cancer detection may be made easier by testing patients’ hair for mineral content
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Cancer detection may be made easier by testing patients’ hair for mineral content

According to a new study by researchers at the Hyogo Prefectural Center for Advanced Science and Technology, high tech hair analysis can be used to detect cancer. The study reveals that abnormally high levels of calcium, potassium, and other minerals appear in the hair of people with cancer. For example, breast cancer patients showed a high density of calcium levels in their hair for some time before they were diagnosed.

The head of the center, Junichi Chikawa, believes the findings can be used to develop a simple test to detect cancer, and possibly other diseases too, as research continues. By testing patients’ hair and then evaluating more closely the health of those with abnormally high mineral densities, Chikawa believes more and more diseases can become detectable earlier.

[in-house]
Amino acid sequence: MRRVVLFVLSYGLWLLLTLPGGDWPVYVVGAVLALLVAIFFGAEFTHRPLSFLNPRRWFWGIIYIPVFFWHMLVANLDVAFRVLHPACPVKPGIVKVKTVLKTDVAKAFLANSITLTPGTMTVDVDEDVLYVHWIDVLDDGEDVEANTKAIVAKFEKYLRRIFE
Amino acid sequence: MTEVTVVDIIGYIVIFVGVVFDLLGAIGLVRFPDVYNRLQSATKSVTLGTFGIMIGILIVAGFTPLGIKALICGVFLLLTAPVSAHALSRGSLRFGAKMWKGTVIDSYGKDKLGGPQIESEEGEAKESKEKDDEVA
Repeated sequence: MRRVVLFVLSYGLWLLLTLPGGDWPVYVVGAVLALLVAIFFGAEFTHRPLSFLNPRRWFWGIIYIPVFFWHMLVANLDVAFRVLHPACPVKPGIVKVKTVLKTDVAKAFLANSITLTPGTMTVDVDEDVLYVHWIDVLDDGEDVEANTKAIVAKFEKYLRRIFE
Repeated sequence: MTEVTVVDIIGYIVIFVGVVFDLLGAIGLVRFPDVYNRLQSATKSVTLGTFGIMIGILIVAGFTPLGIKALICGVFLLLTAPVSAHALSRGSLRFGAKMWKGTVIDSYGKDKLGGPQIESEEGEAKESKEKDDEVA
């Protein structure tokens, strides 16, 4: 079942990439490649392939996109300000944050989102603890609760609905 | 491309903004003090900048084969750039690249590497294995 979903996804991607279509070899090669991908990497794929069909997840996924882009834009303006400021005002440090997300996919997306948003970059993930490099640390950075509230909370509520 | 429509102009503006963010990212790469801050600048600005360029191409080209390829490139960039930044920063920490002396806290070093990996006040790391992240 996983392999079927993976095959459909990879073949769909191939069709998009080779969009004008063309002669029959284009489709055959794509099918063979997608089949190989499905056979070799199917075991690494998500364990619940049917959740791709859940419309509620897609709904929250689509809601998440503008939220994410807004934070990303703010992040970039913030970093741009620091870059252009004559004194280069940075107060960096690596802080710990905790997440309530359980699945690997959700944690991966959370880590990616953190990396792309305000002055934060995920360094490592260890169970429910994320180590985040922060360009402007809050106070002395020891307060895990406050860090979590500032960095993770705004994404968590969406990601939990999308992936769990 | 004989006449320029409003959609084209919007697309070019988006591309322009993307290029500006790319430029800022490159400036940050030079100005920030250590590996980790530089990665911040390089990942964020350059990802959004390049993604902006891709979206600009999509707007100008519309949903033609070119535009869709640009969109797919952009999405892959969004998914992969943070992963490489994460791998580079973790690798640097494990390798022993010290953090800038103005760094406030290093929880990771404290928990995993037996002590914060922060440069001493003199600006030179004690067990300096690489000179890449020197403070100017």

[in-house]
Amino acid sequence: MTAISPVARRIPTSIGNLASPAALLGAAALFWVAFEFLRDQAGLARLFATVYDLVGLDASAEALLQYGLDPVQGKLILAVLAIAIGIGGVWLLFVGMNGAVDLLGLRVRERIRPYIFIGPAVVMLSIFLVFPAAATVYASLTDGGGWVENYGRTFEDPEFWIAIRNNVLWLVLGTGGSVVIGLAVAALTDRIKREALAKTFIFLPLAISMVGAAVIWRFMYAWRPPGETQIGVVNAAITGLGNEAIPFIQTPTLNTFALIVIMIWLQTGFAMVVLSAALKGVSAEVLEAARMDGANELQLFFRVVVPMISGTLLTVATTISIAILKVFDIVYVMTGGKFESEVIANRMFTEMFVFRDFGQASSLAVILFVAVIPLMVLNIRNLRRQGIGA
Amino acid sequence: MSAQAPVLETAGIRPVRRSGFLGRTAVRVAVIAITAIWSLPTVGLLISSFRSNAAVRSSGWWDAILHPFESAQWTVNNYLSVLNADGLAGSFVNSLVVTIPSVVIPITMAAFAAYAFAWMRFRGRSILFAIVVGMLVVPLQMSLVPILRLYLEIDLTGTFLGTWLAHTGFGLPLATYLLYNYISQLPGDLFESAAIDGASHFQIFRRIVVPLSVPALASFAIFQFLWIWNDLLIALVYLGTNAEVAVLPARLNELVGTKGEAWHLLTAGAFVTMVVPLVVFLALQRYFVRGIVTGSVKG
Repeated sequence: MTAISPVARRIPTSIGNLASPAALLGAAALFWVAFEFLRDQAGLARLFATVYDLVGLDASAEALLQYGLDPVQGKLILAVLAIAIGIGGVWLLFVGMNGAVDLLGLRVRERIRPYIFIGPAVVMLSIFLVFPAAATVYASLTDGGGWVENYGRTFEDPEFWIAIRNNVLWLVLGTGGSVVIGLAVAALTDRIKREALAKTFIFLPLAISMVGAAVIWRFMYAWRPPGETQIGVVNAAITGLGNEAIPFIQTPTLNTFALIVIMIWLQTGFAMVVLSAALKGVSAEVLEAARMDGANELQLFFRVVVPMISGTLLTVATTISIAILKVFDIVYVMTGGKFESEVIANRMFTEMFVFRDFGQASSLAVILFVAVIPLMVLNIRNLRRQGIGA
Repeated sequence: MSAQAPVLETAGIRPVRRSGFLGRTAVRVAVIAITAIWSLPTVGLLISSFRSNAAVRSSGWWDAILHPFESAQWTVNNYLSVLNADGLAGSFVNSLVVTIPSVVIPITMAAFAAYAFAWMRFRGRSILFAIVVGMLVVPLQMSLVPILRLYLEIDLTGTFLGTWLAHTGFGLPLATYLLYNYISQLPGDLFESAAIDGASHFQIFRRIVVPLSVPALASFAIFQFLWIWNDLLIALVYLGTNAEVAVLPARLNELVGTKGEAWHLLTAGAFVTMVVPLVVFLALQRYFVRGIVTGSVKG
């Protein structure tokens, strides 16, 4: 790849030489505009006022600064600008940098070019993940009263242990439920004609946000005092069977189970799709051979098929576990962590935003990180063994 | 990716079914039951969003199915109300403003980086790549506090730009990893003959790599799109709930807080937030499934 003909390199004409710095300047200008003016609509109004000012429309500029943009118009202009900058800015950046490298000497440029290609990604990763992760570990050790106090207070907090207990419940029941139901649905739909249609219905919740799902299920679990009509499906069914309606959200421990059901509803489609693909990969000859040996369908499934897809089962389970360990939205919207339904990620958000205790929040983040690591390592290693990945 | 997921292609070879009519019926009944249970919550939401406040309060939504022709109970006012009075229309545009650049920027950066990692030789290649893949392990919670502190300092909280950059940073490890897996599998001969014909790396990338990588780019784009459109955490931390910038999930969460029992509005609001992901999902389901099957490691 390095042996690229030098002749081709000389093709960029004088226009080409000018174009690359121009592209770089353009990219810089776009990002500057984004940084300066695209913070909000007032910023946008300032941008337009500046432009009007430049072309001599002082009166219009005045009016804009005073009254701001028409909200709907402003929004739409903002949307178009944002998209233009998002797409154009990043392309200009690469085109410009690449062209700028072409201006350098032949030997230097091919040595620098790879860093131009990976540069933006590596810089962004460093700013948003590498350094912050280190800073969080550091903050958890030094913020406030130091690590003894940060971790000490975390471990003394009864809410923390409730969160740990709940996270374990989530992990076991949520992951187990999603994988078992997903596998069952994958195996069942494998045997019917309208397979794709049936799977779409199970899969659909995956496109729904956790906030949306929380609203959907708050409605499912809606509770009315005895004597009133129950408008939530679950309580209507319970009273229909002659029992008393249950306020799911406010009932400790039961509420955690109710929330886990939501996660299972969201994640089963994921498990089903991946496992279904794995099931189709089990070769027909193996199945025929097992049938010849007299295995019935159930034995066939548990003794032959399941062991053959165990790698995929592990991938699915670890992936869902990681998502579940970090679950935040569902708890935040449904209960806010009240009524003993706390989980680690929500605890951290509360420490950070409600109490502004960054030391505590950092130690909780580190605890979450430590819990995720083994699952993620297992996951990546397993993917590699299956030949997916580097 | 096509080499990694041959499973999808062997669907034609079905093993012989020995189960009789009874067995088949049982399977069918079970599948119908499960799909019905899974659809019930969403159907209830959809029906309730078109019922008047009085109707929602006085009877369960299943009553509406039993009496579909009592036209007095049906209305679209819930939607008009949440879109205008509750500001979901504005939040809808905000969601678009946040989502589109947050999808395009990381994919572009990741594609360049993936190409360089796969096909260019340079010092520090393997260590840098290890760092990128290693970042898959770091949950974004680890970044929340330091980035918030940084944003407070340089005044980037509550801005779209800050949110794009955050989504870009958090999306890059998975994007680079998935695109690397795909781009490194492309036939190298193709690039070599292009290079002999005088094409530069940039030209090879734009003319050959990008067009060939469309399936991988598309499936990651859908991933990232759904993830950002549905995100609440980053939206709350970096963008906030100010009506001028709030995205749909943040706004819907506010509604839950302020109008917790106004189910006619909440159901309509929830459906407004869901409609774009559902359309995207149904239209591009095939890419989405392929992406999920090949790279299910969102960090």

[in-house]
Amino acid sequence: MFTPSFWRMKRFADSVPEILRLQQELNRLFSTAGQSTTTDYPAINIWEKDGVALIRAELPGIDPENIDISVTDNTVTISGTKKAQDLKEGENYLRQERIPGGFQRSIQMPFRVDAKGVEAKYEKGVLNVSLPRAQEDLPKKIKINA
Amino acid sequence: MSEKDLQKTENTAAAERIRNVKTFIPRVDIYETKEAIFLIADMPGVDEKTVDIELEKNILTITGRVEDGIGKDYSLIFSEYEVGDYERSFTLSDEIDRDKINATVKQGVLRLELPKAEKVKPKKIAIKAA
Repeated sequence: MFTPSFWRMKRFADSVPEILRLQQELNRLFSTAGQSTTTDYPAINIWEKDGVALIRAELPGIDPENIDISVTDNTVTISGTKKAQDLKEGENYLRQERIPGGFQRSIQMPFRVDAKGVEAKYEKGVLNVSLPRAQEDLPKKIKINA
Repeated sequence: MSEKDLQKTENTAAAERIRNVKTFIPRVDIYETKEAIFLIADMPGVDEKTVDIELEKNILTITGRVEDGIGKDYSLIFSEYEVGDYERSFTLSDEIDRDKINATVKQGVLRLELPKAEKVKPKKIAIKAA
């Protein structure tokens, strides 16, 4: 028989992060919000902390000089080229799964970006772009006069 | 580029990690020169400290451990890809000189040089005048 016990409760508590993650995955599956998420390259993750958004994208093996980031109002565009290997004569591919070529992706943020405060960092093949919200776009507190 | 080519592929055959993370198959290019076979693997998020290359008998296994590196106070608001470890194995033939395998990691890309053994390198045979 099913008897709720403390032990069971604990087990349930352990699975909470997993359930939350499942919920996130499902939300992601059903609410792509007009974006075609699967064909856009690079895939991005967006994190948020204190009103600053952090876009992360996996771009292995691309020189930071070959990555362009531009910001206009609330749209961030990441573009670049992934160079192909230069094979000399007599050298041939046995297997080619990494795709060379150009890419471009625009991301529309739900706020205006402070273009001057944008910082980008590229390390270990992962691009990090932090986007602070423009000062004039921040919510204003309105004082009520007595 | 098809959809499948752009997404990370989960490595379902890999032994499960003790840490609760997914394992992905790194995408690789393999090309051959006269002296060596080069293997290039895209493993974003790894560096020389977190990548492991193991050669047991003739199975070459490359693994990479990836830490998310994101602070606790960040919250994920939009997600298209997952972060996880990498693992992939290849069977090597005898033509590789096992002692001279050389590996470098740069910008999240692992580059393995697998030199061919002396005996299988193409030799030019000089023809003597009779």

Hair grows about 1cm per month, so a 12cm-long strand contains a year-long record of biological history. Researchers tested the hair of 17 breast cancer patients to find that 8 to 12 months before diagnosis, the calcium density of their hair was already five to ten times the normal level. The calcium density in the hair then gradually returned to normal levels in later months. For patients with liver cancer, the abnormality was low potassium and germanium levels months before diagnosis. Chikawa believes the onset of the cancer disturbs metabolism of the various minerals, causing the temporarily high levels in the hair.

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